Depending on how many people are on a team, substitutions during a game are commonplace. One of the main reasons is so a DS (defensive specialist) can go in the back row to receive and pass balls. There are also serving specialists that substitute for players that have a weak serve or because the team is down a few points and needs a good server to get them back up.
A play consists of a pass, a set, then a hit. A libero or DS passes to the setter. A setter’s job is to receive a pass and direct it to a hitter. Setters can choose any hitter, but most of the time, the set will go to the most consistent player. If a hitter keeps hitting out, the setter will give the ball to someone else. Technically, there are five attackers on the court, not including the setter. However, almost every single set will go to a front row hitter so they can jump high over the net and hit instead of staying on the ground and giving the other team an easy ball to pass.
TYPES OF HITS
When first starting out, most people will learn to hit an angle shot, which is aimed at a spot diagonally across from the spot they are at. Some coaches call this shot “hypotenuse” because the line of the shot is longest side of an imaginary triangle bound by the end line and sideline on the opponent’s side. The advantage of an angle shot is that there is ten more feet of court to hit at than if you hit a line shot, which goes down the side line.
A line shot is a hit that lands straight down the line from where the hitter is at.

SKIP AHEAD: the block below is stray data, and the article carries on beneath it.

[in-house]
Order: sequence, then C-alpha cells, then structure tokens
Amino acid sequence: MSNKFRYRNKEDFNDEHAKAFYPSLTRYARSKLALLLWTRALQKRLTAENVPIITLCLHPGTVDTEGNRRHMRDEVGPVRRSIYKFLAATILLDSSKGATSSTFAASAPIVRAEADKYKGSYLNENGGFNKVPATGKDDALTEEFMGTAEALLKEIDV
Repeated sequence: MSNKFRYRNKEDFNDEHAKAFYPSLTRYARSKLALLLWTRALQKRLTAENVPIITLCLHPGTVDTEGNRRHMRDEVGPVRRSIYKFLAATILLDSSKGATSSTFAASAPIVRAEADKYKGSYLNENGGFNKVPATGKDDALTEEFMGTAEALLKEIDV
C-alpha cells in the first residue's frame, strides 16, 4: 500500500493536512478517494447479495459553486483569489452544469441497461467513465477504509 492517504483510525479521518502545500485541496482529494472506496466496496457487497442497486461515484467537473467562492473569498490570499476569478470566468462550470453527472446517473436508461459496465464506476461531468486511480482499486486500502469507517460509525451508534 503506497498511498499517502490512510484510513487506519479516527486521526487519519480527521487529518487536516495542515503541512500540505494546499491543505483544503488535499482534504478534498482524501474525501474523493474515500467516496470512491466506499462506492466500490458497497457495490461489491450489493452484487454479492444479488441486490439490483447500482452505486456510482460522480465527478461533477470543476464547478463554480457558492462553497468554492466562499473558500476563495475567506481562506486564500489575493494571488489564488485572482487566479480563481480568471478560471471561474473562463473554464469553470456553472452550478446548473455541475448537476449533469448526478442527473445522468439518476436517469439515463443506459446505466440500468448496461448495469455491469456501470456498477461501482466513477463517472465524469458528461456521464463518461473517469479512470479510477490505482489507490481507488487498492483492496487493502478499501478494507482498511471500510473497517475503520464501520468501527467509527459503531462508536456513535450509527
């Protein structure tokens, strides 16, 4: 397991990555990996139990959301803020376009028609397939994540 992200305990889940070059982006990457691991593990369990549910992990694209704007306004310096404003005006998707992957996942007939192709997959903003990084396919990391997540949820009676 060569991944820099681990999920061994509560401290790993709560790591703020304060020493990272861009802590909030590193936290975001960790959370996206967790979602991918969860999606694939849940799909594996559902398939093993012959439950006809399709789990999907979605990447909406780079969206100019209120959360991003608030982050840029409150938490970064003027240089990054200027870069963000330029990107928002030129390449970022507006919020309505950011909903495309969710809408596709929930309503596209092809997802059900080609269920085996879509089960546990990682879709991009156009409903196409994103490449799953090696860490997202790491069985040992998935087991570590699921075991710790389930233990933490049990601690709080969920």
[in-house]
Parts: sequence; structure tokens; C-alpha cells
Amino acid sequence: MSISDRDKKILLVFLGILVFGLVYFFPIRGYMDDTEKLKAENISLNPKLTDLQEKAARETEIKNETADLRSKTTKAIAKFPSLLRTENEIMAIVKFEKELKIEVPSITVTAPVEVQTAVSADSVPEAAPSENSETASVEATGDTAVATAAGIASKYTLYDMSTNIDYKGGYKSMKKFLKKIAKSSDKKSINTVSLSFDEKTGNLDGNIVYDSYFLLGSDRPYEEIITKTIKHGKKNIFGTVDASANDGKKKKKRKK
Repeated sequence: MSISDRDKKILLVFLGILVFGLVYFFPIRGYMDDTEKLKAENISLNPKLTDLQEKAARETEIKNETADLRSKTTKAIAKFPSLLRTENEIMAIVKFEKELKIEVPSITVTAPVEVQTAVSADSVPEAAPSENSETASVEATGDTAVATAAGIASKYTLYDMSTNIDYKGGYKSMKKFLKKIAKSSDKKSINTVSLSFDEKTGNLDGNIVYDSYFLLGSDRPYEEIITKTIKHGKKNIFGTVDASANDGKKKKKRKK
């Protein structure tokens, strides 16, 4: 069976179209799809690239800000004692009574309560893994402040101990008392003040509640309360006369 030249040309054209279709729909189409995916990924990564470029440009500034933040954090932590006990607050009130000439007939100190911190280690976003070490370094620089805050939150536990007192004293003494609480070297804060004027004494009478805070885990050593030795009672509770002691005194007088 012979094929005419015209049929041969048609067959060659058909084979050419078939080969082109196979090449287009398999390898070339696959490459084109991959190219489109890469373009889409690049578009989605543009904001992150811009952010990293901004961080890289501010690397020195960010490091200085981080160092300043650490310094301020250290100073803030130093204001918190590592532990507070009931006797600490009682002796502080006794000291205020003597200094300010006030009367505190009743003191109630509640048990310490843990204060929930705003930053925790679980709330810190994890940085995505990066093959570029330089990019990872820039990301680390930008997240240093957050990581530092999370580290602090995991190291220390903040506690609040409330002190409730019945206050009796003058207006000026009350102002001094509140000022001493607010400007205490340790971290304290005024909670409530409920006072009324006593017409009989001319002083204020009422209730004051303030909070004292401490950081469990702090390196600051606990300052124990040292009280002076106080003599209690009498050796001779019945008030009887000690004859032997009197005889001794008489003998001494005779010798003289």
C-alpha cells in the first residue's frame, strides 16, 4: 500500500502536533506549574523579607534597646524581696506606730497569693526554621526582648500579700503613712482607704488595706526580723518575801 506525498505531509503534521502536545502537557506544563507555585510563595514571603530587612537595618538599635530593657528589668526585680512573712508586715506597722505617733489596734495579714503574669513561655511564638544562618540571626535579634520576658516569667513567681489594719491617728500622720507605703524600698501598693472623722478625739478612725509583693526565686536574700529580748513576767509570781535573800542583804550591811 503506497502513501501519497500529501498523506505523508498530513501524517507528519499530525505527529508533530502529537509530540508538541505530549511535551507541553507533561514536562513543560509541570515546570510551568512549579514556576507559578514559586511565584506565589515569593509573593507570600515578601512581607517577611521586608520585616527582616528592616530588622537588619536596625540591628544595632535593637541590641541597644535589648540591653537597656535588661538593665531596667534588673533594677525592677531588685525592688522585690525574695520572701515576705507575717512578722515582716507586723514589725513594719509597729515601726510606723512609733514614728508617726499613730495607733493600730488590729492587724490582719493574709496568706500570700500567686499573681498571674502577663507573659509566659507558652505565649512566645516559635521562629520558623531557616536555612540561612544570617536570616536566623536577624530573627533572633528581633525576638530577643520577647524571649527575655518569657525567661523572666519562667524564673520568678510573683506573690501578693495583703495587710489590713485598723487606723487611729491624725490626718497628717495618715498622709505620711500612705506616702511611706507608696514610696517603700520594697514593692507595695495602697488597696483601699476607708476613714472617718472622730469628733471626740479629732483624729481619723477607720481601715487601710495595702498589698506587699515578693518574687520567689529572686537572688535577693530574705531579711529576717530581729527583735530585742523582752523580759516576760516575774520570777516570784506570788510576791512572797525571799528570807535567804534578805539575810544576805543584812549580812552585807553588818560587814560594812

Come back for my next post to get some tips on tipping. Clever placement of the ball is all it takes to earn your team a point.[divider] [/divider]
February 9, 2015
To start off this blog, here’s an introduction to volleyball:
The rules to this sport are complex. The goal of the game is to score points by grounding the ball on the opponent’s court, or by having the other team commit a fault. Faults occur when:
1. A team hits a ball out of bounds,
2. A team touches the ball more than three times in one series on their side of the court,
3. A player hits the ball twice in a row,
4. A player catches the ball,
5. A player touches the net while attempting to play a ball, or
6. If a player takes more than 8 seconds to serve.
When a team has they ball, players in the team can only hit the ball by bumping the ball with two hands, setting the ball above their head, hitting the ball with a closed fist, or spiking with open hands.
In this sport, you can’t work alone. No matter if it’s on the beach or in an indoor court, you rely on your teammates to bring you to victory. It is best to trust and believe in your teammates than to work alone and fail.
Thanks for checking out my blog! Come back next week to hear all about the different player positions on the court. Hope to see you soon!